With the implementation of MiFID II in January and the impending introduction of the GDPR in May, 2018 is the year of focussing on your business’ data security and addressing any issues you might have. To give you an idea of the most important data issues to fix and which you should prioritise, we have compiled a list of the 5 data security issues to address in 2018.
Remote working is useful for both employees and employers alike. The fact that someone can complete work from wherever they are in the world is undeniably useful. However, it can also be problematic as you have little control over the security of the devices and internet connections in use. In order to improve data security when it comes to remote working, you should educate your employees on the importance of backing up and encrypting data on their devices, as well as establishing a VPN through which they access any business data or information when using their own internet access.
2.Cloud Data Security
There’s no denying that the Cloud is an incredibly useful tool for businesses, and storing data on the Cloud can save businesses time and money and increase accessibility. The problem is however, that cyber criminals are aware of how much data is stored and are developing more sophisticated ways of hacking into it. This means that your business needs to prioritise improving the security of your Cloud usage. Start by reconsidering who actually needs to access what data you store in the cloud and edit user access accordingly. You should also consider what data is most sensitive and requires the most protection, taking extra steps to further encrypt and more closely monitor this information.
3.Protect Your Business Against Ransomware
Ransomware is nothing new, but it continues to affect businesses more than it needs to – just look at the 2017 WannaCry attack. Unfortunately, ransomware attacks are set to continue in 2018. The issue is that, the steps that businesses can take to protect themselves against these ransomware attacks can be so simple that they are often overlooked: backup your data regularly and keep systems updated.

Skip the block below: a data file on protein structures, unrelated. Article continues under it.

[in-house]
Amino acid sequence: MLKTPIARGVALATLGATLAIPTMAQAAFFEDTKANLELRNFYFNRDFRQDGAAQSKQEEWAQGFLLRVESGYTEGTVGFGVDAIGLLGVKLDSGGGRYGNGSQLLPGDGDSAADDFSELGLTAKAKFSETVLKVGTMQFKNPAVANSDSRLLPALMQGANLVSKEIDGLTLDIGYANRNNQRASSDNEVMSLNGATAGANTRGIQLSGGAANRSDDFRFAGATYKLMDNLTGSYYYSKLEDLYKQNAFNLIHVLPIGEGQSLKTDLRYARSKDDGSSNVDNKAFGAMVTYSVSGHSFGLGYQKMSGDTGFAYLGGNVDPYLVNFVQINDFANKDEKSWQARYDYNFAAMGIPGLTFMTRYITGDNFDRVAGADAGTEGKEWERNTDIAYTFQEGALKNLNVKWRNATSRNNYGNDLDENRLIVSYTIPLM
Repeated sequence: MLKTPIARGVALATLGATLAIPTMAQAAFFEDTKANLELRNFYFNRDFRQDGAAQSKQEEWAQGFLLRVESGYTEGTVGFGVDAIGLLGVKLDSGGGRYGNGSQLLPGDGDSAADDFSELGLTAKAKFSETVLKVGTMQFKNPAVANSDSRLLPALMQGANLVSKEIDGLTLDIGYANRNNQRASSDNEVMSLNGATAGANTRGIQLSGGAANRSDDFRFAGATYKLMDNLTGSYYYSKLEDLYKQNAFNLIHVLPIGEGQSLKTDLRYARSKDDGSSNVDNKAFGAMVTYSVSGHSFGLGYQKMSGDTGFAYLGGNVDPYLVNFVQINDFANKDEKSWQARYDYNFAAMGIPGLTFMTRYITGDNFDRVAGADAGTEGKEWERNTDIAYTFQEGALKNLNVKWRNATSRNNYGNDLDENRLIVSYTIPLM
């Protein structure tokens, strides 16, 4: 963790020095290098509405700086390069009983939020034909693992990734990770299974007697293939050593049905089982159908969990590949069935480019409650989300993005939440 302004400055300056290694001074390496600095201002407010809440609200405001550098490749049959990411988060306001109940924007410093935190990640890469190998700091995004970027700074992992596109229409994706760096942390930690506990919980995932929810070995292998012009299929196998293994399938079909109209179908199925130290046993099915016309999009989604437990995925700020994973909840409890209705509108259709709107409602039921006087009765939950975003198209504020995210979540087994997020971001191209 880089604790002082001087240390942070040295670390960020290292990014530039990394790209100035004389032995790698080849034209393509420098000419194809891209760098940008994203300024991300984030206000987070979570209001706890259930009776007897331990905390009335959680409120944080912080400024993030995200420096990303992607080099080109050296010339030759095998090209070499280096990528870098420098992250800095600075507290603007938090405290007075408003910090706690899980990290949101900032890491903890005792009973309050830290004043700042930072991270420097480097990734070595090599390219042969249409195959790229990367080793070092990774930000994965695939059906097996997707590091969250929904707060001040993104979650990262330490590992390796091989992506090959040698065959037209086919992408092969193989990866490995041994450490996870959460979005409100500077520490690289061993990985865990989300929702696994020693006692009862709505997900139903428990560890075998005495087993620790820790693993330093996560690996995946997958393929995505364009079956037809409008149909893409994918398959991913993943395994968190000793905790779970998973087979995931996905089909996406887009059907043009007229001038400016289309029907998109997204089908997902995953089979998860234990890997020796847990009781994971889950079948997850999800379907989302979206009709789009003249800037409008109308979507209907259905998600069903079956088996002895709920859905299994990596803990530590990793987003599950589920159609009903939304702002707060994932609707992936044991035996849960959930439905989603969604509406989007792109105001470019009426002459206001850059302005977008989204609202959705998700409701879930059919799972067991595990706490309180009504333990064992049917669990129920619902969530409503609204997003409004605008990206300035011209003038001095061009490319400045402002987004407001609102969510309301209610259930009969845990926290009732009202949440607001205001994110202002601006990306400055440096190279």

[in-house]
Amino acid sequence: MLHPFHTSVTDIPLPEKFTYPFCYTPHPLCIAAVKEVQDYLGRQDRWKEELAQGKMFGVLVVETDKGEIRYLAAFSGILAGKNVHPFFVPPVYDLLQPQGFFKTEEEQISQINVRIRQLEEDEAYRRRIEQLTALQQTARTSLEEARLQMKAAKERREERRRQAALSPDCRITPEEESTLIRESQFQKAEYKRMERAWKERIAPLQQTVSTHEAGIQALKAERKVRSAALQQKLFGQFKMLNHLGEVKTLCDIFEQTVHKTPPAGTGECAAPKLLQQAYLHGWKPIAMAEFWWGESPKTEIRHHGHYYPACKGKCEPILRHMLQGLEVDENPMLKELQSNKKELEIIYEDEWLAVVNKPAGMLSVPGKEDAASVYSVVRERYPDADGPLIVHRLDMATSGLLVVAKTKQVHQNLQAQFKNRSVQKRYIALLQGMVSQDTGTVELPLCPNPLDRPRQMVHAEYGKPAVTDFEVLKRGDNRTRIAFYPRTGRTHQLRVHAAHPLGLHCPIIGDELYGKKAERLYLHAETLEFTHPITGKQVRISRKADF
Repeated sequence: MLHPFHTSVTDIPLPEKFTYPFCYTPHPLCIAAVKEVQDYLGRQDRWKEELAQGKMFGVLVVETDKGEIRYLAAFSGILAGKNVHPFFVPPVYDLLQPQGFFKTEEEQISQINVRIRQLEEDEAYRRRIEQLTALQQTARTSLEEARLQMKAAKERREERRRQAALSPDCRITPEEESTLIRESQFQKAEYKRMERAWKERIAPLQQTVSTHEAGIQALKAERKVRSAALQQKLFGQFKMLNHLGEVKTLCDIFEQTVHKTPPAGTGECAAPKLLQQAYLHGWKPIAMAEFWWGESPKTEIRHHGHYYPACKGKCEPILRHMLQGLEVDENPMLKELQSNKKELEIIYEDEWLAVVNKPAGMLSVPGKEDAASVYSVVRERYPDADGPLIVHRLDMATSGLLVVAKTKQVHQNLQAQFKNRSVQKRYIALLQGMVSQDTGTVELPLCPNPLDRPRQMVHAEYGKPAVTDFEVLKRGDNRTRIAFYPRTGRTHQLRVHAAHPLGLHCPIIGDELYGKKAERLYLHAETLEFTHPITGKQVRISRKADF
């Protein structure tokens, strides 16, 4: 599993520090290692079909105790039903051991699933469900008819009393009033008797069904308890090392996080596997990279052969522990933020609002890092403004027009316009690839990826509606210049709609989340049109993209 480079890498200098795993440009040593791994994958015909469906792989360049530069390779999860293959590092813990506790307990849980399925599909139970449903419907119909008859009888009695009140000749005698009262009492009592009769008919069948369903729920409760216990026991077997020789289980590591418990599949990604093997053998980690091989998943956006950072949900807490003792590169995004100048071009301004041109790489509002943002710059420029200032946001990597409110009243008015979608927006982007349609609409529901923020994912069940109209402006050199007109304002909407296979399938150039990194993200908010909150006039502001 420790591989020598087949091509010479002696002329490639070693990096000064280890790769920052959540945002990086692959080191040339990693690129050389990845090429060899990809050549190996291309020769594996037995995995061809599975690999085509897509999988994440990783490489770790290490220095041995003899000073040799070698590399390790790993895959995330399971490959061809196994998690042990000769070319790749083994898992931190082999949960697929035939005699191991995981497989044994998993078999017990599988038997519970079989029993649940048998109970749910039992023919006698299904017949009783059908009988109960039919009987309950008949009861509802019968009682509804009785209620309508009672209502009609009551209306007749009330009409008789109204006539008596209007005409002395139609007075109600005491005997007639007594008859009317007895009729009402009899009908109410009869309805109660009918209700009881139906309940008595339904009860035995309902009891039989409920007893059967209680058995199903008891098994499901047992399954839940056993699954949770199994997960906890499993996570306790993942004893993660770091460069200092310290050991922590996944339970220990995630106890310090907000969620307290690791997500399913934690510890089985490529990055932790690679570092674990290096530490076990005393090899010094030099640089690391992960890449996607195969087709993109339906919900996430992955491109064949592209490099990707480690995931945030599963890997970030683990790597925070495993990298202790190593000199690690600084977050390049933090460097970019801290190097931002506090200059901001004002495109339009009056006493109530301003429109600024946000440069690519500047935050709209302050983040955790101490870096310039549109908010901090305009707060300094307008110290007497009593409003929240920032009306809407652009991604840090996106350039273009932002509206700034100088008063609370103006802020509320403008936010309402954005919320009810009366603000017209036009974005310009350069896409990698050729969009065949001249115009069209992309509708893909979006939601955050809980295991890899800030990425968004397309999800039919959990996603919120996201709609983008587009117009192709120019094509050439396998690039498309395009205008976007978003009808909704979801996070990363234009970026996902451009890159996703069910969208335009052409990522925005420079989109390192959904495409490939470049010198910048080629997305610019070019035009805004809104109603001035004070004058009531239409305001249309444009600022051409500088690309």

4.Secure Your Passwords
It seems that no matter how much we talk about the importance of secure passwords, organisations fail to meet security guidelines. You should use a random password generator to create the most secure of passwords and store this in a secure password manager. Continue to remind your employees to keep passwords to themselves and avoid writing them down.
5.Train Your Staff
One of the most common causes of data breaches is social engineering, which plays on your employees’ vulnerabilities to gain access to your most valuable information. Insist on regular training on cybersecurity best practises so that your employees are up to date on the most recent methods of social engineering, as well as the more typical methods (such as malicious email links), to keep them highly aware of the dangers they face on a daily basis.
While the impending implication of the GDPR means that businesses must address specific data security issues to avoid fines and reputational damage, businesses should not see fixing these issues as a burden, but rather as a way of improving the level of confidentiality they can offer their clients.
If ensuring compliance with new regulation results in the disposal of legacy IT infrastructure, or if you have concerns or questions over how to dispose of data bearing assets securely, please do not hesitate to get in touch with EOL IT Services, the UK’s most accredited IT Asset Disposal Company.
Contact us today on 0845 600 4696 or visit https://www.eolitservices.co.uk/services/it-asset-disposal/ to find out how we can help you dispose of your data safely and reliably.